The Fed is ‘changing their tone,’ Cathie Wood says
ARK Invest Founder and CEO Cathie Wood joins Yahoo Finance Live to discuss Fed Chair Powell’s remarks at Wednesday’s FOMC meeting, inflation, the state of the economy, how AI is transforming industries, investor sentiment, and the outlook for Big Tech.
JULIE HYMAN: Yeah, let's expand on today's top story, the Federal Reserve raising rates yesterday and giving clear signals that there's at least one more hike in store. But while investors are taking heart in that less hawkish Fed, some investors think the Fed is not pulling back far enough or fast enough.
Joining us with more is Cathie Wood, Ark Invest founder and CEO. Cathie, great to see you here this morning. This is something you've been talking about for a while, right, that you thought we would actually see not just disinflation, but some deflationary pressures in the market and that the Fed should slow down. What did you think of what we heard from Jay Powell yesterday?
CATHIE WOOD: Yes. Hi, Julie. Yes, I think the most important thing he said was that he agreed with Lael Brainard, who's saying we are not in the middle of a wage-price spiral. And that's code word, I think, for saying we are not in a '70s style inflation, which was the biggest risk that he was pointing to.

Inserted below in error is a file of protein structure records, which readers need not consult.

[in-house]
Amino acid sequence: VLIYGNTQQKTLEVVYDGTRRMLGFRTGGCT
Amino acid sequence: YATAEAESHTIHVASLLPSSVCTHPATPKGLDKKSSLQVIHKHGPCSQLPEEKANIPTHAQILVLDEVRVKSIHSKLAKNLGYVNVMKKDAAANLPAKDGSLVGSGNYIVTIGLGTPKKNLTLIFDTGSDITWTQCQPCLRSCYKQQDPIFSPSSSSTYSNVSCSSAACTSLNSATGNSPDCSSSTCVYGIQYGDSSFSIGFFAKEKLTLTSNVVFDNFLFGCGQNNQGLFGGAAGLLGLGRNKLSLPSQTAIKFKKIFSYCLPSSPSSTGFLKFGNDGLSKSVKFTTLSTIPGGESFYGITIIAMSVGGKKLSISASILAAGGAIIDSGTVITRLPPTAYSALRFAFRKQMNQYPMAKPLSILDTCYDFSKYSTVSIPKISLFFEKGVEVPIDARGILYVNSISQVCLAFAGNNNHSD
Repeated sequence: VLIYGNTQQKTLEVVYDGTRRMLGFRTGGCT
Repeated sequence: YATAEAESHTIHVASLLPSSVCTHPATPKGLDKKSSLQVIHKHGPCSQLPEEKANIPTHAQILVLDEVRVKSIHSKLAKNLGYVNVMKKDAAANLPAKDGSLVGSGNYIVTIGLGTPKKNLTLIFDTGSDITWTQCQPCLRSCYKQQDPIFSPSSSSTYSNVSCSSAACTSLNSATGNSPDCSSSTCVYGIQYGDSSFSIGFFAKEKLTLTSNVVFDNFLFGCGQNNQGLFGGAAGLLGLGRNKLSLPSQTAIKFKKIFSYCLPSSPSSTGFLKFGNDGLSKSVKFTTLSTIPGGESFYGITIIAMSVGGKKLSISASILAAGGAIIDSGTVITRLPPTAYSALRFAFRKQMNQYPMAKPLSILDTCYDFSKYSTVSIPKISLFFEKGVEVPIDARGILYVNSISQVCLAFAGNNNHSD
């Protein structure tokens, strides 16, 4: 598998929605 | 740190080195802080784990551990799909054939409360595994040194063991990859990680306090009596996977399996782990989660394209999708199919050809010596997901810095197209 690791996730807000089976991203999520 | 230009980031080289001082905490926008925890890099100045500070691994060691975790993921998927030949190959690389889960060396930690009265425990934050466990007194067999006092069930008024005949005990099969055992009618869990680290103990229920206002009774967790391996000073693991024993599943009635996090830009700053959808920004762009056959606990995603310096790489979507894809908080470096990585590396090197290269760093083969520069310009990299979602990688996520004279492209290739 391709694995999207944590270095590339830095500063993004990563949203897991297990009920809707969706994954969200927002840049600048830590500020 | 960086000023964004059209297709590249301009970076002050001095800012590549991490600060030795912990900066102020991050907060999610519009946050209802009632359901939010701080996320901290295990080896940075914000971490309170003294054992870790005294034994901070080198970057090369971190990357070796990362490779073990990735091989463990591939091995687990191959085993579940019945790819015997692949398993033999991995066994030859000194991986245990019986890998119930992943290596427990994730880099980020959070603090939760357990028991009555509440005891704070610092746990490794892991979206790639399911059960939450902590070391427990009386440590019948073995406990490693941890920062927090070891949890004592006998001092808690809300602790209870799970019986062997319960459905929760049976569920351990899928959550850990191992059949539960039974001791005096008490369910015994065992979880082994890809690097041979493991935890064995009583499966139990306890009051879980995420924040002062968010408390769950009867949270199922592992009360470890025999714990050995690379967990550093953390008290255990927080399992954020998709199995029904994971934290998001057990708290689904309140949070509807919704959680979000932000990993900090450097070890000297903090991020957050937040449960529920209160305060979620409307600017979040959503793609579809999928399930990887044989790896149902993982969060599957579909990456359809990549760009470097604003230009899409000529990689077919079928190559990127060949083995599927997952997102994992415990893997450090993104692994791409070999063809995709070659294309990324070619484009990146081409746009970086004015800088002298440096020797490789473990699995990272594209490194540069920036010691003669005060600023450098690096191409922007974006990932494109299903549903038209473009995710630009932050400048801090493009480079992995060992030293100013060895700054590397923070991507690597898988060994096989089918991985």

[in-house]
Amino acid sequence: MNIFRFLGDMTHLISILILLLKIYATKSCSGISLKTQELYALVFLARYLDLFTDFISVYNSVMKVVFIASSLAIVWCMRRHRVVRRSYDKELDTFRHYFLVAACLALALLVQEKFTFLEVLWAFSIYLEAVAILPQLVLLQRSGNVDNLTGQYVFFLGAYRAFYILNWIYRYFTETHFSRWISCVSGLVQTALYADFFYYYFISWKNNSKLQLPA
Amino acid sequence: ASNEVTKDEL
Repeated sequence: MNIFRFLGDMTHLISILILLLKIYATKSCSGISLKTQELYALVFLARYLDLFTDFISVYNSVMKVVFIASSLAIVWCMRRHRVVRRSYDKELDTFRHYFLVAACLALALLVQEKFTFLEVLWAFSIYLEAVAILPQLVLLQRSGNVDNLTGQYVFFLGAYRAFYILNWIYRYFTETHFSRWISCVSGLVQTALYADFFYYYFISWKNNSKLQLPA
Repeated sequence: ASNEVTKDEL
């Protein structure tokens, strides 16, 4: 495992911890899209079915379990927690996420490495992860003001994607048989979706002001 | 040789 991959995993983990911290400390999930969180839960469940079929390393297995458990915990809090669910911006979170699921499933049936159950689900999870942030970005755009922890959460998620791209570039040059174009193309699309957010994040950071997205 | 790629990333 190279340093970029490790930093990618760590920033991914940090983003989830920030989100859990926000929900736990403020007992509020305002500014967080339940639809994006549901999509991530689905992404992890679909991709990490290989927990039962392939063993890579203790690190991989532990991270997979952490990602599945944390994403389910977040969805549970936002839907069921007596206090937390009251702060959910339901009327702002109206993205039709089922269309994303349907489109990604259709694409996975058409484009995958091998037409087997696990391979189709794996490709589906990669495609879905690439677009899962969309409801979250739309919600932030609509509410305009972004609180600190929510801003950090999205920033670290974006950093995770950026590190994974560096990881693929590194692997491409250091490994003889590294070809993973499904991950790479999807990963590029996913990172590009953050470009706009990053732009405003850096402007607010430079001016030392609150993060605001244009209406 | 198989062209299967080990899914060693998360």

And I would also say that Larry Summers, who seemed to be apoplectic earlier-- or last year, mid-last year, I would say, saying this is a '70s style inflation and you've got to take interest rates up to 6% or 7% or higher on the Fed funds rate, he has changed his tune. He was saying, whoa, whoa, whoa, whoa. Maybe you shouldn't indicate anything about where interest rates are going. So big change in tune there.
And I think also a big change in tune from Treasury Secretary Janet Yellen as well, who I think last week said something like I think once we're through this inflation-- and it seems like she wasn't using the word transitory again but it sounded like it, she's saying when we get through this, we're probably going to be grappling with a very low inflation, slow growth environment.
So big changes in tunes from the advisors to the Fed. And-- and yet they voted unanimously to increase 25 basis points. And when I wrote my open letter to the Fed, it was really about that. You can't be unanimous in this call. There are too many conflicting indicators. But they are. Nonetheless, they are changing their tone.
BRAD SMITH: So with the absence of Fed Chair Jay Powell-- and this is Brad, by the way. With the absence of Fed Chair Jay Powell saying anything during the month of January and the meeting really kicking off at the tail end and, of course, the announcement to begin February, during the month of January, ARKK, your fund in the holdings, it had a great move to the upside. It was up by about 37%.